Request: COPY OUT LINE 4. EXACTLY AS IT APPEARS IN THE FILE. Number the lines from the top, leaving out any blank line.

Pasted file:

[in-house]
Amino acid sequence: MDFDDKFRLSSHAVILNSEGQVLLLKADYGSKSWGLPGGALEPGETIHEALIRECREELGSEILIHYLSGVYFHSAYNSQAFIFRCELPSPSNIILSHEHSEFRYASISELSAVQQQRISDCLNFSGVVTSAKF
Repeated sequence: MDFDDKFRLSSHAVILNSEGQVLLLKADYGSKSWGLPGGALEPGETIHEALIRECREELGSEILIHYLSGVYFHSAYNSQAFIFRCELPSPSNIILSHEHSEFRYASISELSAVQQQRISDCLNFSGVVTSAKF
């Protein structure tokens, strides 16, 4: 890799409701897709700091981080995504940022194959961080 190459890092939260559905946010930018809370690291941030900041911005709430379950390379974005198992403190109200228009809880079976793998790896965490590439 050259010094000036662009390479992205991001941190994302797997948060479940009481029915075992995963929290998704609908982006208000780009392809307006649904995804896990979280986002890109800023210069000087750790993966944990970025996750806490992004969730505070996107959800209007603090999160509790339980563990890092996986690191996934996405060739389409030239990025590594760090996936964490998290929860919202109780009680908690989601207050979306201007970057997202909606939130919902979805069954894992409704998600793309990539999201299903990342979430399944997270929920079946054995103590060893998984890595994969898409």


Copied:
């Protein structure tokens, strides 16, 4: 890799409701897709700091981080995504940022194959961080 190459890092939260559905946010930018809370690291941030900041911005709430379950390379974005198992403190109200228009809880079976793998790896965490590439 050259010094000036662009390479992205991001941190994302797997948060479940009481029915075992995963929290998704609908982006208000780009392809307006649904995804896990979280986002890109800023210069000087750790993966944990970025996750806490992004969730505070996107959800209007603090999160509790339980563990890092996986690191996934996405060739389409030239990025590594760090996936964490998290929860919202109780009680908690989601207050979306201007970057997202909606939130919902979805069954894992409704998600793309990539999201299903990342979430399944997270929920079946054995103590060893998984890595994969898409």